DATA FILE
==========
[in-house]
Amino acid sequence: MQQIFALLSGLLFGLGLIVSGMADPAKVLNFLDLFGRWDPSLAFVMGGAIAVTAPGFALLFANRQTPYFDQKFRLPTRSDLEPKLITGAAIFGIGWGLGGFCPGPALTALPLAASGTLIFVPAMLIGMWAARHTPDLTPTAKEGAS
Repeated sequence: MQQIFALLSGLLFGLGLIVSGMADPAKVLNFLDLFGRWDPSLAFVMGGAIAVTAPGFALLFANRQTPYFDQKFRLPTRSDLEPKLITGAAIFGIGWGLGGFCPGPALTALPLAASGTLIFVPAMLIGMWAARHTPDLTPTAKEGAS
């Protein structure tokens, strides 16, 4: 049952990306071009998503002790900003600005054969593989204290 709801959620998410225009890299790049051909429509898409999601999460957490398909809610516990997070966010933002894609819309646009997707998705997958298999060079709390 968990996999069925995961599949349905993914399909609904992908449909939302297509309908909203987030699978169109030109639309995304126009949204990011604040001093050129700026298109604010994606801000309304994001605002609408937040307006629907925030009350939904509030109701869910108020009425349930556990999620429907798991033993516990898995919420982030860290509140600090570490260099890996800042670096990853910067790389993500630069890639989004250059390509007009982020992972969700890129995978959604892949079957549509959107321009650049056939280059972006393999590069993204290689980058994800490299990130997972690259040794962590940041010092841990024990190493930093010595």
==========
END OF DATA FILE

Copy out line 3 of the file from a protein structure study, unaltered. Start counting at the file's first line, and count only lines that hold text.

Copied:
Repeated sequence: MQQIFALLSGLLFGLGLIVSGMADPAKVLNFLDLFGRWDPSLAFVMGGAIAVTAPGFALLFANRQTPYFDQKFRLPTRSDLEPKLITGAAIFGIGWGLGGFCPGPALTALPLAASGTLIFVPAMLIGMWAARHTPDLTPTAKEGAS